Chapter 7 of Patricia Townsend’s book Creative States of Mind is entitled Creativity, Aggression and Destructiveness.  Personally, I did not relate to the title and considered it to be about those artists who engage in some sort of violence in their practice, and much of the chapter did refer to aggression and destruction.  However, Townsend is at pains early on to explain that this is about how artists might violate their subject in rather different ways.  This quote from Gina Glover put my mind at rest briefly:

“Although I’m using reality and the visual world outside, I am always wanting to change it, I realise . . . It wants to have a whole lot of other echoes to do with the imagination.  (Glover in Townsend 2019: 68).

So, I think what Townsend is suggesting is that artists that do not wish to simply produce a literal representation of what they see somehow merge an extract of that external world and recreate it using their internal world.  I found this very interesting, and I would argue that my work is in this category, as I reduce the external world at the loch to small vignettes of the reeds, the reflections and the shapes and patterns and use them as metaphors for my internal world or to represent a world that Skye reveals to me, that most people never see.  What Townsend, I think, is describing is a transformation of the subject through the mind of the artist.  But this transformation also suggests a deconstruction – that the visual world – the sensory world has to be taken apart.

Townsend describes her own work in Morecambe Bay where she had focussed on the patterns of channels in the sand and how each passing tide reformed these through the action of the sea.  She also speaks of abstracting and isolating her chosen elements in order to break the tie to everyday existence (such as the wider shoreline).  As I said above, I focus on the shapes and patterns of the water and the reeds of Loch Cill Chriosd and I also attempt to de-couple the reeds and reflections from the wider literal representation.  Michael Podro argues that this process involves an aggressive rather than receptive response by the artist.  The deconstructed fragments of the scene and the artists inner world must be fused in a new presentation of the subject in the outside world.  Donald Winnicott, the psychoanalyst, refers to this practice as ‘living creatively’ (Winnicott 1990) when an artist seeks to find meaning in their encounters with the outside world.  In doing this, the artist must break it down before recreating it in a way that has meaning to them.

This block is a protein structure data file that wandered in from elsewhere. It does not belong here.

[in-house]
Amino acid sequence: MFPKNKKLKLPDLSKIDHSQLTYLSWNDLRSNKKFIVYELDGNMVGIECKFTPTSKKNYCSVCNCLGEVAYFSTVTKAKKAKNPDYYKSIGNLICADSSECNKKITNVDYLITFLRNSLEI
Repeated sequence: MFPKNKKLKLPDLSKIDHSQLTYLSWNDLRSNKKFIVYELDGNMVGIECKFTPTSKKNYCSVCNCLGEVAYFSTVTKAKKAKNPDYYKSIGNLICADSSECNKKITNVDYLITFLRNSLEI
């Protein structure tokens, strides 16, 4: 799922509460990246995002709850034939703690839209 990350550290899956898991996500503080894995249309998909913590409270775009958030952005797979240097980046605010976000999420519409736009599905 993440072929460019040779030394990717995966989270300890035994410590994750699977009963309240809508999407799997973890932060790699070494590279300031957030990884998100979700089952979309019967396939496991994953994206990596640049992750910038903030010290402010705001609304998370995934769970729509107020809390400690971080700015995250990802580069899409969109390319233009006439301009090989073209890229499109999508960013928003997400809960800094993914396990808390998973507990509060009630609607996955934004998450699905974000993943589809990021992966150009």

TOWNSEND, Patricia.  2019.  Creative States of Mind:  Psychoanalysis and the Artist’s Process.  Abingdon: Routledge.

WINNICOTT, D W. 1990.  Home is where we Start from.  Harmondsworth:  Penguin.

Alison Price

Alison Price

My name is Alison Price and for the past ten years I have travelled the world photographing wildlife, including Alaska, Antarctica, Borneo, Botswana, the Canadian Arctic, Kenya, Rwanda, South Africa, Zambia and Zimbabwe.
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